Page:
Critical aortic stenosis limits cardiac output and can be life-threatening in patients who develop significant anemia. Oxygen delivery to tissues is inadequate. This can be seen in an elderly patient with calcific aortic valves who suffers an acute gastrointestinal bleed such as from ulcerations, diverticular bleed, or bleeding from a vascular malformation.

Unfortunately, the aortic stenosis itself may be the mechanism leading to the anemia.

The anemia may develop by two mechanisms:

  1. Intravascular hemolysis-dependent anemia occurs by turbulence and shear stress across a mechanical or narrowed calcified valve.
  2. Acquired von Willebrand syndrome. Shear stress in this case causes destruction of vWf multimers, and low-grade chronic hypoxia causes smooth muscle relaxation and reflex sympathetic vasodilation leading to ectasia of blood vessel walls. When combined, this can cause slow oozing hemorrhage which can lead to significant decreases in hematocrit.

Heyde’s syndrome is the triad of significant aortic valve stenosis, acquired coagulopathy, and subcutaneous, mucosal, or gastrointestinal angiodysplasia dependent anemia.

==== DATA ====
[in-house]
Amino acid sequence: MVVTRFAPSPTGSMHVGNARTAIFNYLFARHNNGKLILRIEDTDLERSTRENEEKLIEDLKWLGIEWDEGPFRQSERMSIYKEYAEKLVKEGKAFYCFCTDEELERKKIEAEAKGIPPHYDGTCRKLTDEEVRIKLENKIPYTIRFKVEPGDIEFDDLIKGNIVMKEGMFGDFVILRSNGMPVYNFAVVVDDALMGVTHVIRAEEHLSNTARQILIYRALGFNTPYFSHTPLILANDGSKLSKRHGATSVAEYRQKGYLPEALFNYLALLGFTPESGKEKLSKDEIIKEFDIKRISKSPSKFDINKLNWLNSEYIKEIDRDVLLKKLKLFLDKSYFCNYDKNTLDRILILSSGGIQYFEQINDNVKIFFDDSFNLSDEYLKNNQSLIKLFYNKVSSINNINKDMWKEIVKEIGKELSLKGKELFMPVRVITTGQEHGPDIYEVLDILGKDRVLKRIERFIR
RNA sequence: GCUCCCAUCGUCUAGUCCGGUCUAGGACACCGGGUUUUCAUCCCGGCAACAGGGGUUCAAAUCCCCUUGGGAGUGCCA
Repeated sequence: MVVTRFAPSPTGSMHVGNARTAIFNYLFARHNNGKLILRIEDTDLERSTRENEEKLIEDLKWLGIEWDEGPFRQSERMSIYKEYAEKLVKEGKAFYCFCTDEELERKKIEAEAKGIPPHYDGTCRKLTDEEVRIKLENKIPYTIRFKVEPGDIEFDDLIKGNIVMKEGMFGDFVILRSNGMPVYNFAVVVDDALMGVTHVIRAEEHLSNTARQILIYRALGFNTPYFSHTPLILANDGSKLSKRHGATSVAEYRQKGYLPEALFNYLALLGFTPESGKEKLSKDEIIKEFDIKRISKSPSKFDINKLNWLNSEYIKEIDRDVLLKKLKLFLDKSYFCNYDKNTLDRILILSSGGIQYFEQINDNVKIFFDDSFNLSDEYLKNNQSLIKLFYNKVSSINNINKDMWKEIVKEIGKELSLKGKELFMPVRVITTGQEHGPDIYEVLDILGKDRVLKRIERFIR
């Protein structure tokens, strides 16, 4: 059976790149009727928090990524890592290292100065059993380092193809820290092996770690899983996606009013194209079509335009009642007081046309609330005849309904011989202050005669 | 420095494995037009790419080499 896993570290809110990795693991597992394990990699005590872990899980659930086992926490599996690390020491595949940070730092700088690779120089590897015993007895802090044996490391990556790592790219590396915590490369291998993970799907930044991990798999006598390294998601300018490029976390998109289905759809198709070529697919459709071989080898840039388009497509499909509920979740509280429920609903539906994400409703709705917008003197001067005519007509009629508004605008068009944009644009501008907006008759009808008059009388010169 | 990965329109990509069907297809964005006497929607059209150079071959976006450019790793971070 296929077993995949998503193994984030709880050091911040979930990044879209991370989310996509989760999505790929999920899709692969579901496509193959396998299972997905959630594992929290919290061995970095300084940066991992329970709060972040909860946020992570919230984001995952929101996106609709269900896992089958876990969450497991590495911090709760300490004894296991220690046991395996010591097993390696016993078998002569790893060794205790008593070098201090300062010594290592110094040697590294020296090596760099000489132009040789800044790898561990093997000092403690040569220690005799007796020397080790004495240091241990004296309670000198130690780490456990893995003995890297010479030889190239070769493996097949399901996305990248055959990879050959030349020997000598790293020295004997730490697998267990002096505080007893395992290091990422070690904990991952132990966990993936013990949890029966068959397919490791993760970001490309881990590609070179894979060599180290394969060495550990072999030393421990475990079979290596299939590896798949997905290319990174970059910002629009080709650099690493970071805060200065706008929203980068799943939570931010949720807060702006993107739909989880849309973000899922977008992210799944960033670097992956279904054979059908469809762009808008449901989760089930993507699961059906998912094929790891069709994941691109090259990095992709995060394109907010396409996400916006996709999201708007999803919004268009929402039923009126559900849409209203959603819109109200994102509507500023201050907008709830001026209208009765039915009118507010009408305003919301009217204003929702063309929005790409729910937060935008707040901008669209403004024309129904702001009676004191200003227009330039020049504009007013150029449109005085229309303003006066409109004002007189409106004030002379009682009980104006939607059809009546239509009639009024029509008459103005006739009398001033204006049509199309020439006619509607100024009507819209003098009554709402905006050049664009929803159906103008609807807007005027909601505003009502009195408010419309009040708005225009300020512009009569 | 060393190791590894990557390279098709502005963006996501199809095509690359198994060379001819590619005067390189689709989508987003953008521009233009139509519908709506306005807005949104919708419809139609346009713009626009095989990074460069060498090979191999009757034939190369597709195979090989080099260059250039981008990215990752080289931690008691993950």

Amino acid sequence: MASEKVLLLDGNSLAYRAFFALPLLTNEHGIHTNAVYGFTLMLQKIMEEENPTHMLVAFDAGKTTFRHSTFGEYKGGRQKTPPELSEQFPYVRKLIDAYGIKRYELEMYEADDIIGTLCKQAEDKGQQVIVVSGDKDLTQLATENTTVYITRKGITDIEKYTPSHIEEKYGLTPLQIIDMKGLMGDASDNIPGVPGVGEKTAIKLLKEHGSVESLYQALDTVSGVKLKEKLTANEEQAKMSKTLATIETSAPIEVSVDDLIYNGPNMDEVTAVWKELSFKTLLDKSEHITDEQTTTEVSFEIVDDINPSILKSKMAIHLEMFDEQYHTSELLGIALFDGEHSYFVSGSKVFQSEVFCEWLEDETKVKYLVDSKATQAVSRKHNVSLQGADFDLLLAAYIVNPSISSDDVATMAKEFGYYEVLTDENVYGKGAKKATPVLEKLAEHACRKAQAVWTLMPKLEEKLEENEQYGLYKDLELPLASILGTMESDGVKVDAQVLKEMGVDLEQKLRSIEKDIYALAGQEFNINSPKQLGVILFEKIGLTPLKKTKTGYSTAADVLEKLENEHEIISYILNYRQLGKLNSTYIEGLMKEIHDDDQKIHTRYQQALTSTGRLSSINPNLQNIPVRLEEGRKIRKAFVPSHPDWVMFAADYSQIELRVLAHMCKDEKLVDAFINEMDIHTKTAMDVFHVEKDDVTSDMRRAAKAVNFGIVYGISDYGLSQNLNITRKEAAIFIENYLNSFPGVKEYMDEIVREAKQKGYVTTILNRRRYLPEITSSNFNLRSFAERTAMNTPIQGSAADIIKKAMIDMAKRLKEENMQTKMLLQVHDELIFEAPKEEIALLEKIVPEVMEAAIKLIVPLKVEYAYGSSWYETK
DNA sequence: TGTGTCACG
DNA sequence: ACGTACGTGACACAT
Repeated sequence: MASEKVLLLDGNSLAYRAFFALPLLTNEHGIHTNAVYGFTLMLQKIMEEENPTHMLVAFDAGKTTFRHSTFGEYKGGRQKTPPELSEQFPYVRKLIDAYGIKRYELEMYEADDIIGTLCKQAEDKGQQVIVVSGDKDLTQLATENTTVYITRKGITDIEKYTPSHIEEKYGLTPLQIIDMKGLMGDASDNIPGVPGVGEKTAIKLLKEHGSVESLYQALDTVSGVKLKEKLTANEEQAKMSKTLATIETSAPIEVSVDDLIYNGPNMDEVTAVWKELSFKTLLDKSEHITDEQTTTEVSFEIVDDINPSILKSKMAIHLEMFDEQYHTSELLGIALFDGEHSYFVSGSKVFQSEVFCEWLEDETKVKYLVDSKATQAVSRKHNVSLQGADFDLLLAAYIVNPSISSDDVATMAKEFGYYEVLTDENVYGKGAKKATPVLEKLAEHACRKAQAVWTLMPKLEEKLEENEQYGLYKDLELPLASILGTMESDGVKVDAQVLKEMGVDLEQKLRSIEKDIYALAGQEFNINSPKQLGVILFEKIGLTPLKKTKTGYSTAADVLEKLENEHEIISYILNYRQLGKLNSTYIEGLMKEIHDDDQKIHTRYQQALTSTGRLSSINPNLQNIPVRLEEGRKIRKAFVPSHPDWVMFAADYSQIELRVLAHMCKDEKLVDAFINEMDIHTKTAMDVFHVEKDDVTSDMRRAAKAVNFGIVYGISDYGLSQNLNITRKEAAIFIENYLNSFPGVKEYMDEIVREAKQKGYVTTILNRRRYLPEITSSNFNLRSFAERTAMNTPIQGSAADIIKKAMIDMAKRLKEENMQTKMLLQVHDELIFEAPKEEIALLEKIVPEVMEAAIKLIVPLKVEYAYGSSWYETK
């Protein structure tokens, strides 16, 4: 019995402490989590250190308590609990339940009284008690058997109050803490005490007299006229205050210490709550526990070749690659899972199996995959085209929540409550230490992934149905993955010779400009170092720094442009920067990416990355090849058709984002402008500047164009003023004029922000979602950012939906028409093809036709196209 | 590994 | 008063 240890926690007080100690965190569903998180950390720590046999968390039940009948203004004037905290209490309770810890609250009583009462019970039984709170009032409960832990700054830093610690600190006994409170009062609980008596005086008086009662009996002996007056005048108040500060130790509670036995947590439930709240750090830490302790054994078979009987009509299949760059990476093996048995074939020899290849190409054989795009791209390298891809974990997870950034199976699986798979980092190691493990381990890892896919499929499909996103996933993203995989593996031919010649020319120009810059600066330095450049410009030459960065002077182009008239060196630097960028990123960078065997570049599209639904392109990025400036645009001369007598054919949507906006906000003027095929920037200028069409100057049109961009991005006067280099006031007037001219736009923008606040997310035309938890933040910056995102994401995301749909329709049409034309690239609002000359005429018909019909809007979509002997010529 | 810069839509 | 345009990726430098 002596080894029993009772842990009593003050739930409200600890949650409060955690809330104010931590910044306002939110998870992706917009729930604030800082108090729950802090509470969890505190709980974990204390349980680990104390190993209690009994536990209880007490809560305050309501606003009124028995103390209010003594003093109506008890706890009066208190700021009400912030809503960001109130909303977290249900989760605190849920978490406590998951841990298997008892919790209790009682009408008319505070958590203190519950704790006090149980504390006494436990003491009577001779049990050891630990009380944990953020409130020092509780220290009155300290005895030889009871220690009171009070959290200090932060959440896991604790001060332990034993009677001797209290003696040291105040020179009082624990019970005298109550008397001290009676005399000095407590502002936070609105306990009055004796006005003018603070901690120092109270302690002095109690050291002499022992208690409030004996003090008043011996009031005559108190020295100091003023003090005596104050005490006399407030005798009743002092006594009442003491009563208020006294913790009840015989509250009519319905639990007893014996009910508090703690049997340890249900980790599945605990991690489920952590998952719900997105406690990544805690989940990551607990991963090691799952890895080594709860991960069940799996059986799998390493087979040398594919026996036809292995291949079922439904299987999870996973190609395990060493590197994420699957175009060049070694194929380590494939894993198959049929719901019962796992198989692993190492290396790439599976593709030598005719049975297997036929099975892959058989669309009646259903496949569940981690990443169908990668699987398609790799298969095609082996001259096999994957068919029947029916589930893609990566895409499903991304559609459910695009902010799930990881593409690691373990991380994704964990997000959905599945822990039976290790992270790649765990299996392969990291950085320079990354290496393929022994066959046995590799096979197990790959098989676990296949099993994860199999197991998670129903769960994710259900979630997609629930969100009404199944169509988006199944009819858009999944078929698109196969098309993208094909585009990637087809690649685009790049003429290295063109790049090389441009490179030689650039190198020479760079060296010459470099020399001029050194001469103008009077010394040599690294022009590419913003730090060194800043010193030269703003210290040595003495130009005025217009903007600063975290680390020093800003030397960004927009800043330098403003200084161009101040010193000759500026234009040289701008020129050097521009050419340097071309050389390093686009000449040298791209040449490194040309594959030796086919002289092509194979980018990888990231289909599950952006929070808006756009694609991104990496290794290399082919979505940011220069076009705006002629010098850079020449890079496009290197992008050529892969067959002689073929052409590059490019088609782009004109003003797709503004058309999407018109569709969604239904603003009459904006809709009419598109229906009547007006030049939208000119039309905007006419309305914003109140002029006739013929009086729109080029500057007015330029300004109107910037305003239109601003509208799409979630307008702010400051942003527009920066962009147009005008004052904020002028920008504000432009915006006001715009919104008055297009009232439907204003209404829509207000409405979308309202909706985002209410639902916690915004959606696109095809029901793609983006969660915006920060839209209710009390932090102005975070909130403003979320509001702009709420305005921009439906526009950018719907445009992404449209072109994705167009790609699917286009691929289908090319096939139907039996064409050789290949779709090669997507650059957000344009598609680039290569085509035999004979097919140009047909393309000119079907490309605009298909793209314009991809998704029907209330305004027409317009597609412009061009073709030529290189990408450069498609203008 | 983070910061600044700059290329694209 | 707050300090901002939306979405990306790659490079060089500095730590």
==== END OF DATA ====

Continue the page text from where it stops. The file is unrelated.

The bleeding that occurs with the effective platelet dysfunction is mucosal. Platelets function well enough that petechiae and purpura do not occur.

No simple, single laboratory test is available to screen for vWD, and the diagnosis is made using several specific laboratory tests. Screening tests typically include prothrombin time (PT), activated partial thromboplastin time (aPTT), F VIII coagulant activity, ristocetin cofactor (RCoF) activity, and concentration of vWF antigen (vWF:Ag). It is important tha vWF levels are compared against ABO specific normal ranges for your laboratory.